Then & now: a many-named writer
The life story of the recently deceased author best known as Han Suyin is as fascinating as any of her books, writes Jason Wordie
Hong Kong and the 1955 film Love is a Many-Splendored Thing are inextricably linked in the public consciousness. But the back-story to A Many-Splendoured Thing, the autobiographical novel that preceded the film, and its enigmatic Sino-Belgian author, Elizabeth Comber (known to the world by her pen-name, Han Suyin), who died this month in Switzerland at the age of 95, remains less well-known.
Born in Henan province to engineer Chou Yentung, Han, known then as Dr Elizabeth Tang, came to Hong Kong in 1948 and worked in obstetrics at Queen Mary Hospital. She lived in Church Guest House, on Upper Albert Road, then in an old house on Conduit Road, lovingly described in her book, with Sheila and "Andy" Anderson, of the long-established medical practice Anderson and Partners.
Shortly after moving here, Tang became involved with Ian Morrison, a Singapore-based correspondent for The Times of London and son of Australian journalist G.E. Morrison, legendarily known as "Morrison of Peking". The Morrison family had many connections in this part of the world: Ian's brother Colin worked for the Hong Kong government; his other brother, Alastair, lived in Sarawak, Borneo, with his wife, Hedda, a talented photographer.
Tang started writing A Many-Splendoured Thing while her romance with Morrison, which she fondly believed remained a secret, was on-going. Classic roman à clef; picking out exactly who was who was an entertaining period pastime. Ian and Colin Morrison's wives were sisters, and no publicly conducted liaison remains quiet for long in Hong Kong, anyway.
In 1950, at the height of their affair, Morrison was killed in Korea.
A Many-Splendoured Thing, and Han's subsequent writings, paved the way for a rich middle ground of Eurasian-themed writing, which until then had only existed on the embarrassed frontiers of either European or Asian letters. Many later Eurasian authors have acknowledged a debt owed to her exploration of their cultural terrain.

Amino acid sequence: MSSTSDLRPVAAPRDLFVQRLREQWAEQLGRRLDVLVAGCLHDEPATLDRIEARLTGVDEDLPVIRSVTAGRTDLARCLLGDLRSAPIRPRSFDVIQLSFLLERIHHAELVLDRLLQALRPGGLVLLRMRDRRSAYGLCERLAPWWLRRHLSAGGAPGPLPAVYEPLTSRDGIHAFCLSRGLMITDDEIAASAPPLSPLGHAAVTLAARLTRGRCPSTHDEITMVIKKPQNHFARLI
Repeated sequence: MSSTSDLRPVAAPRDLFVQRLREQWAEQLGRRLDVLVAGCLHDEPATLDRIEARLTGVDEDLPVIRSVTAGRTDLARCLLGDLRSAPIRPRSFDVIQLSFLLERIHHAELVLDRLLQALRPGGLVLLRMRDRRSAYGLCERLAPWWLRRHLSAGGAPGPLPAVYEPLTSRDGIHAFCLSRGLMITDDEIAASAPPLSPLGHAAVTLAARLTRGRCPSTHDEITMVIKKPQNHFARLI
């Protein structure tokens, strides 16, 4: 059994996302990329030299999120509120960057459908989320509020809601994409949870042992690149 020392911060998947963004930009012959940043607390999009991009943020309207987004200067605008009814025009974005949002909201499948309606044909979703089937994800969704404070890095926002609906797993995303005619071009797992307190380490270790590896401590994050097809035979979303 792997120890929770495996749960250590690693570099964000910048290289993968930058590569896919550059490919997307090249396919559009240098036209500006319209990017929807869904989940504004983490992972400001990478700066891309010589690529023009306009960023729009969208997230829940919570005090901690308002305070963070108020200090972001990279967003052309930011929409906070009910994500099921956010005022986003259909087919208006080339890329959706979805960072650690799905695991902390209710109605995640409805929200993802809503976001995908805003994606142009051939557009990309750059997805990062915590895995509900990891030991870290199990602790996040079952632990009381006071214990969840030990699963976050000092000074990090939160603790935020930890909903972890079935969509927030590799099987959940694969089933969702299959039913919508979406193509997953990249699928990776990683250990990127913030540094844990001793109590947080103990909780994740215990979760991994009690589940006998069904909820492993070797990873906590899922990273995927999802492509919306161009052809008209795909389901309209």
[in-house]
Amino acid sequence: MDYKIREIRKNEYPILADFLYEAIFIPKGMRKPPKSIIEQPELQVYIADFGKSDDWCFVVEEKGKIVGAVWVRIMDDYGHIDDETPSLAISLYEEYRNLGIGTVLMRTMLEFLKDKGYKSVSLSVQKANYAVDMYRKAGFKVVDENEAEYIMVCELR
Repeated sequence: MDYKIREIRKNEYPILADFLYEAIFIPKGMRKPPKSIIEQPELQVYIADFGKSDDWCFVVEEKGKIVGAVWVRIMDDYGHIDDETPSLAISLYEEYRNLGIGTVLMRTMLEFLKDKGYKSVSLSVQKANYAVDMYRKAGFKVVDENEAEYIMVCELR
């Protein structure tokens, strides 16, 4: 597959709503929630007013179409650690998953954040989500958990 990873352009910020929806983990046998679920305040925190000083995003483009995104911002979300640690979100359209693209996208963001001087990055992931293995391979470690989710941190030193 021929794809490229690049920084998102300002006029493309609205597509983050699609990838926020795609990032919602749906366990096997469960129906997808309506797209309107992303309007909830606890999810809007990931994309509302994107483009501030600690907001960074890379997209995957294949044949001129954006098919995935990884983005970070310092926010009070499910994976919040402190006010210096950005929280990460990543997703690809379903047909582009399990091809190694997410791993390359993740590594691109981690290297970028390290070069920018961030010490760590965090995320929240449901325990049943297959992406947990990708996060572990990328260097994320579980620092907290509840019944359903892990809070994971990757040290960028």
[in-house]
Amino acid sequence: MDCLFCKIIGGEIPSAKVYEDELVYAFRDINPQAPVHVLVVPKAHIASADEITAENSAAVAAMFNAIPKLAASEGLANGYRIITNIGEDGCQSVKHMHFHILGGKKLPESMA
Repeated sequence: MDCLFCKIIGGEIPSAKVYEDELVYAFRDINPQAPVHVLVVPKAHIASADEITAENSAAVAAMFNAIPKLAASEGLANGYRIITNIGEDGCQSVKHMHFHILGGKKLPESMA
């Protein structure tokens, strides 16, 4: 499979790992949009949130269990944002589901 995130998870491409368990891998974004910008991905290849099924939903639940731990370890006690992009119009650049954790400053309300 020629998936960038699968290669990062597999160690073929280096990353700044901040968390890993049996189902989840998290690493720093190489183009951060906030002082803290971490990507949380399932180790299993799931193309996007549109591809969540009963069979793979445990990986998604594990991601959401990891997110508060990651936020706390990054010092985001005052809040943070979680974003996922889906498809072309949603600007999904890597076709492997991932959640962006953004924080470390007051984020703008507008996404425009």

Tang heavily embroidered her love story, and, in due course, Hollywood did the rest; Morrison, inevitably, became an American, and the tale was made substantially more exotic. While Love is a Many-Splendored Thing portrays a Hong Kong now largely vanished, some features linger; the Conduit Road mansion used as the setting for the hospital (and which became the Foreign Correspondent's Club) was demolished in the late 1960s, but the garden pavilion where the cinematic lovers had a tryst is still there, within the Realty Gardens residential complex.
In 1952, Tang married Leon Comber, then an officer with the Malayan Police Special Branch, and moved with him to Johor Bahru, just across the Straits of Johor from Singapore, where she established a medical practice. After their divorce six years later, Comber moved to Hong Kong, where he had a successful career in publishing, first with Heinemann Asia and then with Hong Kong University Press. He now lives in Australia.
Han attracted controversy for much of her long life. In 1956, she made a triumphal visit to the mainland as the personal guest of premier Zhou Enlai, shortly after And the Rain My Drink, her searing novel set during the Malayan Emergency, was published. A self-appointed China expert to the Western world, she parroted every twist of the party line with unabashed enthusiasm throughout the 1960s and 70s.
Han's feverish enthusiasm for Mao Zedong's China was partly enabled by the safety afforded by her British passport (acquired through marriage to Comber) and consequent ability to come and go from China as she wished. Like all reliable apologists for the communist regime, she became her own worst enemy. Prickly, arrogant and supremely self-satisfied, Han's less attractive personality traits were superbly manipulated by the authorities for propaganda purposes, until her usefulness declined in the early 90s.